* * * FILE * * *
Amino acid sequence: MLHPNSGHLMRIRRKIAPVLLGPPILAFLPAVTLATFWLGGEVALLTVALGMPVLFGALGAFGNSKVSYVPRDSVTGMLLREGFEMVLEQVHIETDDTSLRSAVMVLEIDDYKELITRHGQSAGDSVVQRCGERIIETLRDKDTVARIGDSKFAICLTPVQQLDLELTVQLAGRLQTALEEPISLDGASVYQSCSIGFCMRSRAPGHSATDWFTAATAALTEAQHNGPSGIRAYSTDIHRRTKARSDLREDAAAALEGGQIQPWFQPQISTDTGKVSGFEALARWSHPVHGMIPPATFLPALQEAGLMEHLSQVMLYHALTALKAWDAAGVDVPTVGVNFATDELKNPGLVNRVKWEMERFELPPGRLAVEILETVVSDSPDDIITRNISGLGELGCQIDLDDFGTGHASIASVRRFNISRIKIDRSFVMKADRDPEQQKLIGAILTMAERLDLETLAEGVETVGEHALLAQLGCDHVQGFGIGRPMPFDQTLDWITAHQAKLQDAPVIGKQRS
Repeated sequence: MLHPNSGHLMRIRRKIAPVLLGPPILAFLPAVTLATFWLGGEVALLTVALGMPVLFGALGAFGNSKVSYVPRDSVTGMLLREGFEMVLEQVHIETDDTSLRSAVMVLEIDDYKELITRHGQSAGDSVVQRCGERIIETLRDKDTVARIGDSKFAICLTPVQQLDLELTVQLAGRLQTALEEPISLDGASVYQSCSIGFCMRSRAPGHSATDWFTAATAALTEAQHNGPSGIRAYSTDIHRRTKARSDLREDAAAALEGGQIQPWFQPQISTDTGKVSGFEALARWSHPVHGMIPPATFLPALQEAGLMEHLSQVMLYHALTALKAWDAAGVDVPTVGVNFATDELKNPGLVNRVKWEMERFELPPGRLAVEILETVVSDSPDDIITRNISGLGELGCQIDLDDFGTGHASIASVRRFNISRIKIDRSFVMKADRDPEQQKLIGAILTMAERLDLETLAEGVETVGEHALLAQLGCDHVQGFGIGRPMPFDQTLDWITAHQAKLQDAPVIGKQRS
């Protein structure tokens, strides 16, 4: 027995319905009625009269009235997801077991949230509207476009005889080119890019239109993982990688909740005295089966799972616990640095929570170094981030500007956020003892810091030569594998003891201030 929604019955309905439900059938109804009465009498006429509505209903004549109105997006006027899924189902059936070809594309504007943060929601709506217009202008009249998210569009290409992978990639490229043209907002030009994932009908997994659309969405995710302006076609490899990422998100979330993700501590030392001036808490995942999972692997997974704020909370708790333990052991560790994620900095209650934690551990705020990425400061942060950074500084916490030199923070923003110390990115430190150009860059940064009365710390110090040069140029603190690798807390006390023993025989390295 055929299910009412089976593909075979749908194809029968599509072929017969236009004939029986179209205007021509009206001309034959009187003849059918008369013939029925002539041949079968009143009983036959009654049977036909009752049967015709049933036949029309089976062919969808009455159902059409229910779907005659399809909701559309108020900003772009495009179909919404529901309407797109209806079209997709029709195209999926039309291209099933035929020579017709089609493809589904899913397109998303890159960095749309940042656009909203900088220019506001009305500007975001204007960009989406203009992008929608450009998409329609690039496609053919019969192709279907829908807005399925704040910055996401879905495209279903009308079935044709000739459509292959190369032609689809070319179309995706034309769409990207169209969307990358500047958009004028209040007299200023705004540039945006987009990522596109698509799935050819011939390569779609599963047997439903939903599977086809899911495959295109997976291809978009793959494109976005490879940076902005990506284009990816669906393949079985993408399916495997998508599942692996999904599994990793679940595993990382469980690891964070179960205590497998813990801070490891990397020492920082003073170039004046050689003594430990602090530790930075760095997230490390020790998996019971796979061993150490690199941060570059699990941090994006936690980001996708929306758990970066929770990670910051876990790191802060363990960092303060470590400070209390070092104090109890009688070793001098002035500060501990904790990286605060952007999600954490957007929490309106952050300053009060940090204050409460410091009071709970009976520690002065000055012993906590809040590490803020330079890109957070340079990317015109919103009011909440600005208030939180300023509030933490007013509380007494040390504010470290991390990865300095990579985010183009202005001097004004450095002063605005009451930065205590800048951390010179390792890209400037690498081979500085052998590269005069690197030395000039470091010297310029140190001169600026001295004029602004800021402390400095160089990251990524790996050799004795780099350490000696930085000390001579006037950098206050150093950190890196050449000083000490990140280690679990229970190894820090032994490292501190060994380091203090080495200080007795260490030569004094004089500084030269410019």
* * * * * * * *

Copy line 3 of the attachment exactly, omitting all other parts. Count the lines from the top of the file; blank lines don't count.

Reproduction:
């Protein structure tokens, strides 16, 4: 027995319905009625009269009235997801077991949230509207476009005889080119890019239109993982990688909740005295089966799972616990640095929570170094981030500007956020003892810091030569594998003891201030 929604019955309905439900059938109804009465009498006429509505209903004549109105997006006027899924189902059936070809594309504007943060929601709506217009202008009249998210569009290409992978990639490229043209907002030009994932009908997994659309969405995710302006076609490899990422998100979330993700501590030392001036808490995942999972692997997974704020909370708790333990052991560790994620900095209650934690551990705020990425400061942060950074500084916490030199923070923003110390990115430190150009860059940064009365710390110090040069140029603190690798807390006390023993025989390295 055929299910009412089976593909075979749908194809029968599509072929017969236009004939029986179209205007021509009206001309034959009187003849059918008369013939029925002539041949079968009143009983036959009654049977036909009752049967015709049933036949029309089976062919969808009455159902059409229910779907005659399809909701559309108020900003772009495009179909919404529901309407797109209806079209997709029709195209999926039309291209099933035929020579017709089609493809589904899913397109998303890159960095749309940042656009909203900088220019506001009305500007975001204007960009989406203009992008929608450009998409329609690039496609053919019969192709279907829908807005399925704040910055996401879905495209279903009308079935044709000739459509292959190369032609689809070319179309995706034309769409990207169209969307990358500047958009004028209040007299200023705004540039945006987009990522596109698509799935050819011939390569779609599963047997439903939903599977086809899911495959295109997976291809978009793959494109976005490879940076902005990506284009990816669906393949079985993408399916495997998508599942692996999904599994990793679940595993990382469980690891964070179960205590497998813990801070490891990397020492920082003073170039004046050689003594430990602090530790930075760095997230490390020790998996019971796979061993150490690199941060570059699990941090994006936690980001996708929306758990970066929770990670910051876990790191802060363990960092303060470590400070209390070092104090109890009688070793001098002035500060501990904790990286605060952007999600954490957007929490309106952050300053009060940090204050409460410091009071709970009976520690002065000055012993906590809040590490803020330079890109957070340079990317015109919103009011909440600005208030939180300023509030933490007013509380007494040390504010470290991390990865300095990579985010183009202005001097004004450095002063605005009451930065205590800048951390010179390792890209400037690498081979500085052998590269005069690197030395000039470091010297310029140190001169600026001295004029602004800021402390400095160089990251990524790996050799004795780099350490000696930085000390001579006037950098206050150093950190890196050449000083000490990140280690679990229970190894820090032994490292501190060994380091203090080495200080007795260490030569004094004089500084030269410019």